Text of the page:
“At the end of the day my passion is people, to be honest. I love people. I love people’s stories, I’ve taken genuine interest in people, and I want to see everyone win, I genuinely do. If I have the tools to help people get to the finish line faster I’m willing to pull all those tools out of the tool shed and give them everything that they need to succeed.”
“At the same time, with creatives it’s a sensitive thing to be honest and transparent because it’s their art, it’s their creation. It’s as if trying to tell someone that their kid is not well behaved, that’s their creation, that’s something that came from them, something that came from within.”
“You have to be sensitive on how you approach those things. At the same time I feel like transparency is the best way to lead every conversation, particularly with my clients and the people that I work with. I think that even if people don’t like it at the beginning, then hearing the absolute truth of what you think they respect it a lot later and they appreciate that transparency.”
I tried to be as transparent as possible in every conversation. It's really easy to get caught up in the hype and I'm guilty of it as well. I think everyone's guilty of it in the industry of overselling and not being realistic.
“I really tried to make a promise to myself this year about being as realistic as possible with what my capabilities are, what my team’s capabilities are because at the end of the day there’s no guarantees.”
“It’s hard to make concrete promises. You can make broad promises about I’m going to keep working until we hit this goal, which it’s a possible promise to make. You can actually fulfill that if you continue to go. But to be so specific as to say, “Hey listen, I’m going to turn you into a millionaire in six months,” that’s probably not the best promise to make. You have to be realistic about what your intention is. You have to manage expectations for these people.”
“That’s really what it comes down to as far as my career goes as managing the expectations of my clients and the people that I work with so that everyone’s on the same page, so that everyone clearly understands this is what our intention is, here’s the road map.”
If the road and the road map changes a little bit that's fine, we might divert to the right, we might divert to the left, we might change the course, but this is still the end goal and this is where things are at along the way, let's be transparent about it, let's be honest.
“My passion is what fuels me in my professional and personal life and that’s just genuinely the people in my life that I’m passionate about, that I believe in. I believe in their art, I believe in them as people.”
“When I try to summarize what I do I kind of say I’m somewhat of a dream adopter in a sense. I take my clients, and my colleagues, and my peers ideas and dreams and I adopt them as my own fully. That’s the only way that I feel that I can help them succeed is by adopting those dreams and making them my own. When they win, I win. I don’t need the credit for them winning, but I love seeing their expression.”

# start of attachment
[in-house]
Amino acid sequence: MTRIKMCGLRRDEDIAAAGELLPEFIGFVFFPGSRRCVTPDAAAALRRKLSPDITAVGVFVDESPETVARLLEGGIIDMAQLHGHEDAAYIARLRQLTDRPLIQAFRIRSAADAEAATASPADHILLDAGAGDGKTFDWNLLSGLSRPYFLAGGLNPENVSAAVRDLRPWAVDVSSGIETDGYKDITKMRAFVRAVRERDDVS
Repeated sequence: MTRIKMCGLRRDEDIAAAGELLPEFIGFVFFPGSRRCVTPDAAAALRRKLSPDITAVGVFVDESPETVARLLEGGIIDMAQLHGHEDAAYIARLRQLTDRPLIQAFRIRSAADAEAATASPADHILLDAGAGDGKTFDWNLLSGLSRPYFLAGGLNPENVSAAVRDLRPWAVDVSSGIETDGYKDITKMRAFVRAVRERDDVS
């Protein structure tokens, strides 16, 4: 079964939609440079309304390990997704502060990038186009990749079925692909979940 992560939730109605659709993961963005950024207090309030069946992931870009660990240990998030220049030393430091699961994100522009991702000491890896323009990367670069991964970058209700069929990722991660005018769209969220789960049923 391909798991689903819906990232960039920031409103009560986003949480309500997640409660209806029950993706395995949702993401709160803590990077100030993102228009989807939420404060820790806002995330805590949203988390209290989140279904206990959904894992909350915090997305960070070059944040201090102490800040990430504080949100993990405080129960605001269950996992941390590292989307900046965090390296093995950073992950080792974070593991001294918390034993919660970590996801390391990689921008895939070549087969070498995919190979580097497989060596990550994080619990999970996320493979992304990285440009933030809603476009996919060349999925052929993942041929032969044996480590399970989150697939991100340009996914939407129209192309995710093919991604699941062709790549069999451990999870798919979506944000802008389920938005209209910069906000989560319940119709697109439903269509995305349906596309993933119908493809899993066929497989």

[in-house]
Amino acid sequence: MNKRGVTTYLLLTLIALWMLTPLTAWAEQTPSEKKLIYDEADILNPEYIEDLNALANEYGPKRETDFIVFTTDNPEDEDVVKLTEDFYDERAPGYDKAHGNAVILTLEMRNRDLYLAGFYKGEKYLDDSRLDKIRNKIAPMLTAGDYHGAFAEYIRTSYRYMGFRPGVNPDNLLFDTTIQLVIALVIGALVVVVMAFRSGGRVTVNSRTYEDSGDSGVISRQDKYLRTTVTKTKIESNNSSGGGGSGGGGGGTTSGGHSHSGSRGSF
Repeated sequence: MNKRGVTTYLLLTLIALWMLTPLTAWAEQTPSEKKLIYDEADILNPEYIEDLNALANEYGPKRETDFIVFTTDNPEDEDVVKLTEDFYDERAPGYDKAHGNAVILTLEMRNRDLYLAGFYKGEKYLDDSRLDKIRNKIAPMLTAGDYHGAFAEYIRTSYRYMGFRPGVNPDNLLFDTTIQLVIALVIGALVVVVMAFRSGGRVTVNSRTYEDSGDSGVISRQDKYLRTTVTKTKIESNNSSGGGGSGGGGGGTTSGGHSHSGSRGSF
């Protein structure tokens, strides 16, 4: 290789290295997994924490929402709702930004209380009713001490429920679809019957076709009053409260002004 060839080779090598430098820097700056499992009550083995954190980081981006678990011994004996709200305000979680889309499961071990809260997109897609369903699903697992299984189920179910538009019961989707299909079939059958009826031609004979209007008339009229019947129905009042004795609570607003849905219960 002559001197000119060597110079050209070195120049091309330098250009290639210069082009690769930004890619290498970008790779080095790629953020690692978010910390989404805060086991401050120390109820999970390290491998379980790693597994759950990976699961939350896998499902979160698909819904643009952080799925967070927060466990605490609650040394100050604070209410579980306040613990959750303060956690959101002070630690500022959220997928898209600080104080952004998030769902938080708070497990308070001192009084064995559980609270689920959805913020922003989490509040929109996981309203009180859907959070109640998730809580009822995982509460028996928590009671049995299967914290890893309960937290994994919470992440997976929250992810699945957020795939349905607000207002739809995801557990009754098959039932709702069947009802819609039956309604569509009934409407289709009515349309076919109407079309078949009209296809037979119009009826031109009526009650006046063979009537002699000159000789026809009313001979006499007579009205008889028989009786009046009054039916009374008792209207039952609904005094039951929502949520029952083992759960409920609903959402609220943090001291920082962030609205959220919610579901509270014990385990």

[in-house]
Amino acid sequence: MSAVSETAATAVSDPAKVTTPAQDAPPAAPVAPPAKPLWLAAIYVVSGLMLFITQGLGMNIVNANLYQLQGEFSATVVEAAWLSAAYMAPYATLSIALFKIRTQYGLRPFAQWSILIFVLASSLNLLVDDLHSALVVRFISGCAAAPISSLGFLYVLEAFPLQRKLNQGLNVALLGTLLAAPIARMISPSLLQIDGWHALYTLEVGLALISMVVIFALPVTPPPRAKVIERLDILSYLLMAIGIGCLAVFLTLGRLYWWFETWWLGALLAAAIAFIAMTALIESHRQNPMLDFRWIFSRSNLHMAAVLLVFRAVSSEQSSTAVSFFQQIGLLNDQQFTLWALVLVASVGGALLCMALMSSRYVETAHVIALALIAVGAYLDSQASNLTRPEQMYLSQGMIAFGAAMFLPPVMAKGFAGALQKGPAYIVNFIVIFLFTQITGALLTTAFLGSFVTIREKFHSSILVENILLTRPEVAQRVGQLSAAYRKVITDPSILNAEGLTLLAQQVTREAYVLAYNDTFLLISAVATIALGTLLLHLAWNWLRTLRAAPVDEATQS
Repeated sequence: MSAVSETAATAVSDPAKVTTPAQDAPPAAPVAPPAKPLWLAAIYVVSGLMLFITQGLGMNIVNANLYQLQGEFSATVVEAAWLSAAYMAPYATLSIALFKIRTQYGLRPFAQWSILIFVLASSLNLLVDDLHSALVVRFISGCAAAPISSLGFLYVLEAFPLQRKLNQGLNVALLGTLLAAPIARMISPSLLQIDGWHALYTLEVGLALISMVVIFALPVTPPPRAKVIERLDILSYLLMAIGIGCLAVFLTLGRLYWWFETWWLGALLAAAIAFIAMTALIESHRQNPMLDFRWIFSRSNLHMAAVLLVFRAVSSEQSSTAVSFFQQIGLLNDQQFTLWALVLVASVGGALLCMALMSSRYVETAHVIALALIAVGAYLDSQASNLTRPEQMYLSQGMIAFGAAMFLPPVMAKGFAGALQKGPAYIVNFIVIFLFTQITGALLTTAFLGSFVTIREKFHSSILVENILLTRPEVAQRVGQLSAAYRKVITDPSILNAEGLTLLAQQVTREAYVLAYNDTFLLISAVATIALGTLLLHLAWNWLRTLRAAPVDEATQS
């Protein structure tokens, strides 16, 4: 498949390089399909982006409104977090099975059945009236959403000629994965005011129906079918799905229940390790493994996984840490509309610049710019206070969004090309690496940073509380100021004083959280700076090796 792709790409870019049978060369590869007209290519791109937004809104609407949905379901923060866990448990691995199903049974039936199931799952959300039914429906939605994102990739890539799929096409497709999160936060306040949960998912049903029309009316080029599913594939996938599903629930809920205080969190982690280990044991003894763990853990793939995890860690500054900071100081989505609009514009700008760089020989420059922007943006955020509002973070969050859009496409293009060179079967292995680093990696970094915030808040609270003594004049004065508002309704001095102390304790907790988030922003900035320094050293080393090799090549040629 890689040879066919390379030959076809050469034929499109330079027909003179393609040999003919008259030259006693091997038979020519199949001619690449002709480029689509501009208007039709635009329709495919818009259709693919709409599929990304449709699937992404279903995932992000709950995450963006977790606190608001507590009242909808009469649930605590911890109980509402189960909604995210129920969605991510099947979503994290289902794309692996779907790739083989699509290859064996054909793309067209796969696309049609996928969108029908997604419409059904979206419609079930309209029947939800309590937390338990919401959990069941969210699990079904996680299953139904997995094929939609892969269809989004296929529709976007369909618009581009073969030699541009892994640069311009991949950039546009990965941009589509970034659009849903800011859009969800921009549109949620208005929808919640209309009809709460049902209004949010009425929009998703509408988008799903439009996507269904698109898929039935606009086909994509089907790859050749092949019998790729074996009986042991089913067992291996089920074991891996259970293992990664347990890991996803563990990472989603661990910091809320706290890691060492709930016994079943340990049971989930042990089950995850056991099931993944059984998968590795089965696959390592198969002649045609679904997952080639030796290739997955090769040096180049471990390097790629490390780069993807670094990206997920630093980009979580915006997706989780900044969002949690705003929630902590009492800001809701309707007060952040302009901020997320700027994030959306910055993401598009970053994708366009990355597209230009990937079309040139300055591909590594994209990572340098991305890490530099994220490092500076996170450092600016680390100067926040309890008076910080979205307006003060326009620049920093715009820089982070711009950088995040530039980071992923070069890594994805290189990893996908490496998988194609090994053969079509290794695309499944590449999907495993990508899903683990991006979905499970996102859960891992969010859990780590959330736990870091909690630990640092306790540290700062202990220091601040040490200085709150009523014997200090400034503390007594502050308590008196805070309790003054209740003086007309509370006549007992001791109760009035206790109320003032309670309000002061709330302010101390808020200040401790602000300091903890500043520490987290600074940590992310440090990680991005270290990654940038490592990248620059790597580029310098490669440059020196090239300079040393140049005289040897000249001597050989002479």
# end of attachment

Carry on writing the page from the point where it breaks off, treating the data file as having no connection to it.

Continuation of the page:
Segment 3: (Length :10:00) – Staying balanced and centered; Setting time aside for yourself; Having self-reflection.
Justin’s finer points:
“I struggled to find balance. The more I was listening to podcasts, the more I was listening to people that I was really influenced by in the industry or maybe not even my industry, just any industry, any entrepreneurial spirit that I felt embodied the same morals and values as I did, just taking pages from their book.”
“I remember specifically there was one interview with music manager Scooter Braun and he was talking about how in this industry it’s easy to be consumed by everything that we have going on and we’re so stuck in those moments sometimes that it’s hard to make time for yourself.”
“It’s hard to make time for family but at the end of the day that’s like our true currency is our family, our family, and our loved ones, and our health. He’s like, “We need to make time for that.You have to be able to give those people in your life the time that they deserve.”
Something that he said he started integrating into his life was having his assistant block out certain times of his day for meditation. Put that in the calendar as if you are meeting with the CEO of Universal Music Group. It's just as important, it holds just as high of a level of importance in your life as a meeting with whoever it may be. It could be Elon Musk, it's just as valuable. Your time with your kids is just as valuable.
“For me I try to compartmentalize that into my life as well. I’ve been doing that now for about a year and it’s drastically changed my happiness, and my structure, and my mental well-being from scheduling in my time at the gym, which to me is absolutely therapy, it’s a moment for me to check out where there’s nothing else going on in my mind but just decompressing, taking a chance to just be by myself.”
“I can have those self-reflective moments, but at the same time, I’m not thinking about, “Oh shoot, I need to get on this call,” or, “I need to schedule this,” or, “I need to follow up with this guy.” I have that moment of just clarity to where it’s my time, it’s a me moment.”
“The same thing goes for meditation and a few other things. As I was telling Matt, I have a few daily non-negotiables that I do every single day that are integral to my being, and integral to who I am. That helped create happiness for me so that I’m able to do my job well. Without those things, if I do for some reason miss a day of integrating those things into my life it seems as though something’s off. I try to schedule everything accordingly and hold it to … I try to keep it on the same level of importance as anything that I schedule in my work life.”